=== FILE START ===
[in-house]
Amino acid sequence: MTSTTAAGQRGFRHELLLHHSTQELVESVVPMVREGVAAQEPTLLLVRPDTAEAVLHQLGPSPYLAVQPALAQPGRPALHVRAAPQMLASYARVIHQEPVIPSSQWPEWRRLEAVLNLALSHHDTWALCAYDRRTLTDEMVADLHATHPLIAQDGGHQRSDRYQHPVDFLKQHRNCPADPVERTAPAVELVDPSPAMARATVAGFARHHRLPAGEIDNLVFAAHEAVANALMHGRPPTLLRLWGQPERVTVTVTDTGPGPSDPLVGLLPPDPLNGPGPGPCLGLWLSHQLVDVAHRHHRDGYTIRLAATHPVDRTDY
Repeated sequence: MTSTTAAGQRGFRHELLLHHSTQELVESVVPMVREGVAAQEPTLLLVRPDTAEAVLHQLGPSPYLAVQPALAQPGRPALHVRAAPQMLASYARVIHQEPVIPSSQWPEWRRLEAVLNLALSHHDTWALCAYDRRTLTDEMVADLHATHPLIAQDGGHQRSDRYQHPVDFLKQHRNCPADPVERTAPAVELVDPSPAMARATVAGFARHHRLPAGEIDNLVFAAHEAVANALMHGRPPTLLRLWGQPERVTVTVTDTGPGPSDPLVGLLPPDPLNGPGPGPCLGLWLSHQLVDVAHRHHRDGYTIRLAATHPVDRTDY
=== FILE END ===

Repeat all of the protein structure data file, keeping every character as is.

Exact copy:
[in-house]
Amino acid sequence: MTSTTAAGQRGFRHELLLHHSTQELVESVVPMVREGVAAQEPTLLLVRPDTAEAVLHQLGPSPYLAVQPALAQPGRPALHVRAAPQMLASYARVIHQEPVIPSSQWPEWRRLEAVLNLALSHHDTWALCAYDRRTLTDEMVADLHATHPLIAQDGGHQRSDRYQHPVDFLKQHRNCPADPVERTAPAVELVDPSPAMARATVAGFARHHRLPAGEIDNLVFAAHEAVANALMHGRPPTLLRLWGQPERVTVTVTDTGPGPSDPLVGLLPPDPLNGPGPGPCLGLWLSHQLVDVAHRHHRDGYTIRLAATHPVDRTDY
Repeated sequence: MTSTTAAGQRGFRHELLLHHSTQELVESVVPMVREGVAAQEPTLLLVRPDTAEAVLHQLGPSPYLAVQPALAQPGRPALHVRAAPQMLASYARVIHQEPVIPSSQWPEWRRLEAVLNLALSHHDTWALCAYDRRTLTDEMVADLHATHPLIAQDGGHQRSDRYQHPVDFLKQHRNCPADPVERTAPAVELVDPSPAMARATVAGFARHHRLPAGEIDNLVFAAHEAVANALMHGRPPTLLRLWGQPERVTVTVTDTGPGPSDPLVGLLPPDPLNGPGPGPCLGLWLSHQLVDVAHRHHRDGYTIRLAATHPVDRTDY